Generating fresh solutions to problems and the ability to create new processes and product-services for a changing market give an establishment its competitive edge, no matter the market disposition. Rather than being reactive, be proactive. Be the one to establish a new business horizon. If others have done it before, we can do it too. It’s our time!
Whenever you are faced with any business change or better still challenge, it behoves on you to change the face of the business. That is the soul of innovative ‘businessing’. In other words, face the change, and don’t just change your face. There could be no higher business rule applicable today, except to keep enhancing the value of what you are delivering to your buyers through your product-service without any fear or any reservation.
System without walls
I want to point out here that what necessitated this new business dispensation was crisis, and in the time of crisis, you cannot go ‘by the book’, script, or by the rules. Paul Ardon quipped, ‘If you can’t solve a problem, it’s because you are playing by the rule’. If I may ask, where were those rules before the crisis arose?
Beyond ordinary business rules and methods, is a higher dimension of business that could scarcely be described by any known business text or theory. When the conventional ways are not working right, then we better try new options (whether it’s popular or not). It would be wisdom to acquaint and avail oneself of such helpful ideas that’s over the prevailing circumstances. Even in the most favourable circumstances, it’s advisable that one modifies his or her plans, methods and approaches; complacency could be detrimental to the future of your business.
Bill Gates once made a statement which I want to bring to fore here: ‘One of the lessons from the Darwinian world is the excellence of an organism’s nervous system helps determine its ability to sense change and quickly respond, thereby surviving or even thriving’. I see an organisational system playing the same role that nervous system plays in the lives of an organism. Does it make sense?
Surely, every business needs systems that support its growth. But those systems must be structured in a way that makes them actualise their purpose. Already, David Allen at a time notified that, ‘The system doesn’t get rid of problems and challenges – it simply let them be noticed much sooner and negotiated with more grace and ease.’ I have personally experienced that. So, be careful of your system. A system that does not serve you should be out rightly discarded!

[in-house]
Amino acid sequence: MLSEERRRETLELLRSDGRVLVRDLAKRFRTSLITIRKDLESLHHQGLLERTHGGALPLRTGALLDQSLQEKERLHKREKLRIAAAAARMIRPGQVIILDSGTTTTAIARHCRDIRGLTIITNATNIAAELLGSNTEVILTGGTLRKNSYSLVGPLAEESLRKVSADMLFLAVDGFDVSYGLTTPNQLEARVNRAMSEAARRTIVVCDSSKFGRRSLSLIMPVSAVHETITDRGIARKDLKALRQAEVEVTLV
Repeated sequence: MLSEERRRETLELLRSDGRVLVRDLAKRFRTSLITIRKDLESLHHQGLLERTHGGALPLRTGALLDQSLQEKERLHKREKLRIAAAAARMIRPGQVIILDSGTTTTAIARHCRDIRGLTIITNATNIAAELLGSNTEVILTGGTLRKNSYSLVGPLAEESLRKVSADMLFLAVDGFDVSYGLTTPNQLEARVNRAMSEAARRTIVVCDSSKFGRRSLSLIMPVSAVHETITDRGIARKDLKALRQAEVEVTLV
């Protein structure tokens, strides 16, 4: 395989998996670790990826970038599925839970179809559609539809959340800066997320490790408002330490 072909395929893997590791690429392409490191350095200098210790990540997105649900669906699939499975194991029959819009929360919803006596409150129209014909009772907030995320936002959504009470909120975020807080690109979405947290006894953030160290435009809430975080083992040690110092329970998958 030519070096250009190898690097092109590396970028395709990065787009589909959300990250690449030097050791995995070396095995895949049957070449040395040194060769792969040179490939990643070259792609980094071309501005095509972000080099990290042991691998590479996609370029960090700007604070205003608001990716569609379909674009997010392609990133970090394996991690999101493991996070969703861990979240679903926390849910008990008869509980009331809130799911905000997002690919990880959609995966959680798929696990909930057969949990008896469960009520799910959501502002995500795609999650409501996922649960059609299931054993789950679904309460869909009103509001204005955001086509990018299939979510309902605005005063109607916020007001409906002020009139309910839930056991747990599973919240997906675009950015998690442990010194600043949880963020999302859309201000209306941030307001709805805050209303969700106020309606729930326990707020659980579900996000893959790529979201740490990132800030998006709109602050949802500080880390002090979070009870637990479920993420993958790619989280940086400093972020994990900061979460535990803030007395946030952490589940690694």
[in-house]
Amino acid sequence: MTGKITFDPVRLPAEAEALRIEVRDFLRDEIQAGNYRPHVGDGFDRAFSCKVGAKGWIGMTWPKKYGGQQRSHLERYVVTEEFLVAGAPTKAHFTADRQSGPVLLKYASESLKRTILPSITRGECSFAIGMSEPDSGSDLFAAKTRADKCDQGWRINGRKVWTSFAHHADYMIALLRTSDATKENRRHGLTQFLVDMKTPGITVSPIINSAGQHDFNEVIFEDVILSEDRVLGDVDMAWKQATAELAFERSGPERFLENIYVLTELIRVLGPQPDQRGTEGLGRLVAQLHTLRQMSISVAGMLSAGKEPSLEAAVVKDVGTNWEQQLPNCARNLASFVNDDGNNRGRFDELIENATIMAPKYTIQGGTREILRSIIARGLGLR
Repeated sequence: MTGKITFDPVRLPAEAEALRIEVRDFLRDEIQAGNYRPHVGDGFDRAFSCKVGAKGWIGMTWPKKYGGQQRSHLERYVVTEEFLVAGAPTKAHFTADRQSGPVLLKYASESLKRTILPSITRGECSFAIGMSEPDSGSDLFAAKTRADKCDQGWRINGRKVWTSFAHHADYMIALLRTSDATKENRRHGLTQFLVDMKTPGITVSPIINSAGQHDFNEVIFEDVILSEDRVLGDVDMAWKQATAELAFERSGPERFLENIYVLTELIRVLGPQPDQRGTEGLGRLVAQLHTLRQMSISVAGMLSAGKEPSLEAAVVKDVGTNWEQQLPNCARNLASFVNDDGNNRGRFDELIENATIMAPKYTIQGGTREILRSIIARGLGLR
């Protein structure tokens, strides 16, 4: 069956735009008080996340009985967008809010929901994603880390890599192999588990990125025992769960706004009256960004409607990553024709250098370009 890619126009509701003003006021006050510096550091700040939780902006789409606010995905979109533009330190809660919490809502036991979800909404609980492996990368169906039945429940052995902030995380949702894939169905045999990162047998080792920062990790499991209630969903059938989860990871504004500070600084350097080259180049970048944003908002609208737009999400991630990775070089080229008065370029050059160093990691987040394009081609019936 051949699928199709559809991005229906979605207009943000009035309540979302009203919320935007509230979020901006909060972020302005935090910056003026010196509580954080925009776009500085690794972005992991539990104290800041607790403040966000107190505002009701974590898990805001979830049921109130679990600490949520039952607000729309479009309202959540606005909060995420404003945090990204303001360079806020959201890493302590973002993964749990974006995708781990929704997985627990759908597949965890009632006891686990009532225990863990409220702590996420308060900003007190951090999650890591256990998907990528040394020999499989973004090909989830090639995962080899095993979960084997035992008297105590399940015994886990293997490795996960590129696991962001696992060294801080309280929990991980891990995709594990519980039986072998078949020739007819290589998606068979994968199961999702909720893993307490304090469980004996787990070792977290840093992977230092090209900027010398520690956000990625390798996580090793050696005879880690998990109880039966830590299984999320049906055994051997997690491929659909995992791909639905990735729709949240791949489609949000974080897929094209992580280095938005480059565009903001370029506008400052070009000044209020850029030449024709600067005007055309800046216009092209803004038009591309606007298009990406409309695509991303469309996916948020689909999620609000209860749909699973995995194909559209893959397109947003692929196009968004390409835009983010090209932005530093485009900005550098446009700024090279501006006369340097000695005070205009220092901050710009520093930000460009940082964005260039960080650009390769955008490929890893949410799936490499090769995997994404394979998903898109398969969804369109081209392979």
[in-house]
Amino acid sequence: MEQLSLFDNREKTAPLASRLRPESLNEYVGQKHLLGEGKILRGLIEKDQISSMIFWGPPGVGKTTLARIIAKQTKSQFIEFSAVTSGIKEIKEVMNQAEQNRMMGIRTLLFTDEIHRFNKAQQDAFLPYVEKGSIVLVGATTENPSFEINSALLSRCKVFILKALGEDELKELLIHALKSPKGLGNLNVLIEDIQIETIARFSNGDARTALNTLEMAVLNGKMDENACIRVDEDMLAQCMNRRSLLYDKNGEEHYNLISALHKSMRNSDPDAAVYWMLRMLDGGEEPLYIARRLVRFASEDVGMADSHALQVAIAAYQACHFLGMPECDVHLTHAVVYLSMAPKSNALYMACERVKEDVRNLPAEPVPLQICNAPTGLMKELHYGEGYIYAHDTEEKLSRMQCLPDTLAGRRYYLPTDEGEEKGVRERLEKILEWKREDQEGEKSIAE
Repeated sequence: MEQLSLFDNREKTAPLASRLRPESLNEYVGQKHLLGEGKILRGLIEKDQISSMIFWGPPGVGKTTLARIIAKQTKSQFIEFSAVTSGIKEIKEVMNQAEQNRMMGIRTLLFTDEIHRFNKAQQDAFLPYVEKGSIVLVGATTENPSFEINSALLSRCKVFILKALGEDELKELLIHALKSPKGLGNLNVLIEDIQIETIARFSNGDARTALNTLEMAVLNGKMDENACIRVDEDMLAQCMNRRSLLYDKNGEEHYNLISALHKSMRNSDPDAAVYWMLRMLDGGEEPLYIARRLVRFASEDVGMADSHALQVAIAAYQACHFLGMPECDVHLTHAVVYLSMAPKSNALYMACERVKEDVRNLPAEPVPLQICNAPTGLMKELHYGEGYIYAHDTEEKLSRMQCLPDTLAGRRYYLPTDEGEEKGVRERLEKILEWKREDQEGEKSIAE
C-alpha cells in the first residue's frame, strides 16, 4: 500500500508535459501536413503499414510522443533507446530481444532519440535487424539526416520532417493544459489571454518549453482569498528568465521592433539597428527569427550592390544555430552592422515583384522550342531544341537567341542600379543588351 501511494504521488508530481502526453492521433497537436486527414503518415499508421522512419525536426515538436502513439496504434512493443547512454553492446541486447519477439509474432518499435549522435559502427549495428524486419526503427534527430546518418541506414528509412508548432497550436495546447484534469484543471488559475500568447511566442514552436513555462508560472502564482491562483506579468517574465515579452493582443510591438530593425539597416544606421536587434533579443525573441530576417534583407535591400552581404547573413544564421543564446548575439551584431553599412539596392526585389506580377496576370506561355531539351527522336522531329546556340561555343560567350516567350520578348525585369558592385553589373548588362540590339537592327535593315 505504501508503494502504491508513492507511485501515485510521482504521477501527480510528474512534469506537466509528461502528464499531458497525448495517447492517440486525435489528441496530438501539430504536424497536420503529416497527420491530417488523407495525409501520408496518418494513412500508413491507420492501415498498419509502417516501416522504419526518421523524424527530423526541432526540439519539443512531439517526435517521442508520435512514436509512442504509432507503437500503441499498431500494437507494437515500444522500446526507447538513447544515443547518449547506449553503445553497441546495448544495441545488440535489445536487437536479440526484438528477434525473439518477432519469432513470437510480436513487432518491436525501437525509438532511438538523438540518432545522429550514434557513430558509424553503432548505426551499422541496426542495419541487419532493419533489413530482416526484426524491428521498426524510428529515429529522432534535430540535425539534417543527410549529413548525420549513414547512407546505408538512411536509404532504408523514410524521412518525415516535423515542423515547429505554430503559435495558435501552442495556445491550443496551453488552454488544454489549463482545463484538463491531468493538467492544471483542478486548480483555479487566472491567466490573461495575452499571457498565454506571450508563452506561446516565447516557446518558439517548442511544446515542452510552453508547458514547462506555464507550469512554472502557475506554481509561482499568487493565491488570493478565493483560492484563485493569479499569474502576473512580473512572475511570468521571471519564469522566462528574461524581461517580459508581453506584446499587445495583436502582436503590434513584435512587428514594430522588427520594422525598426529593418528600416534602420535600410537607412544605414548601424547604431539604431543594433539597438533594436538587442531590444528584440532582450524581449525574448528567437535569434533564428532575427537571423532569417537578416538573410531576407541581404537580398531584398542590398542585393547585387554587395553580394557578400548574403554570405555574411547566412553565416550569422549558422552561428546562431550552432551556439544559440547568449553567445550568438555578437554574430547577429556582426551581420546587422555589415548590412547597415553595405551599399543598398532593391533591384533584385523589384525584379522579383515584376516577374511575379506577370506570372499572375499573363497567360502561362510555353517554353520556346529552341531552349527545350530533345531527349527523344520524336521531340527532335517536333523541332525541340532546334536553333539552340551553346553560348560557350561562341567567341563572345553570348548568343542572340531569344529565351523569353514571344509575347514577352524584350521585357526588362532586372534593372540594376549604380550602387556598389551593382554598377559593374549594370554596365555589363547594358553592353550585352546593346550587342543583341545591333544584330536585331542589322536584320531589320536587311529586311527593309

Sustainable businesses are what they are because of the system that supports their growth. What about when those systems are not delivering to us the desired result? We’d have to recreate and do something differently. We are going to modify our existing systems and remove every wall and every barrier that limit performance, individually or collectively. Whether they are imaginary walls or real walls; none of them should exist! There should a clear access and communication to every person in all levels of an establishment for an effective problem-solving.
Enterprises these days should operate the system that would give room for solution-oriented inputs. How do you know if you have got a reliable one? Here’s Orison Swett Mandem advice: ‘A good system shortens the road to the goal’. We are talking of a better system of daily business operations; one that would simplify our structure, simply our procedure, simply our style of communication within the organisation, and give room for tapping from individual and collective talents for higher results.
Indeed, our businesses should have a functional system and structure, but they must be that which support growth and encourages dynamism. It pisses me off whenever I see business people tied to routine, even when they have nothing to show for it. The hardest part is throwing out old assumptions to make room for new truths. Anything new is a distraction from the normal routine because new things would require commitment of some resources to match, and not many of us want it or are prepared for the occasion. We should possess the readiness to explore and implement new ideas even when it hurts (for tomorrow’s sake).
We have to do the maximum required. To insure that, we’d create the right environment and atmosphere that would be most fair for all of us to put in our best in these demanding times. Anything short of this would introduce harder times for our businesses.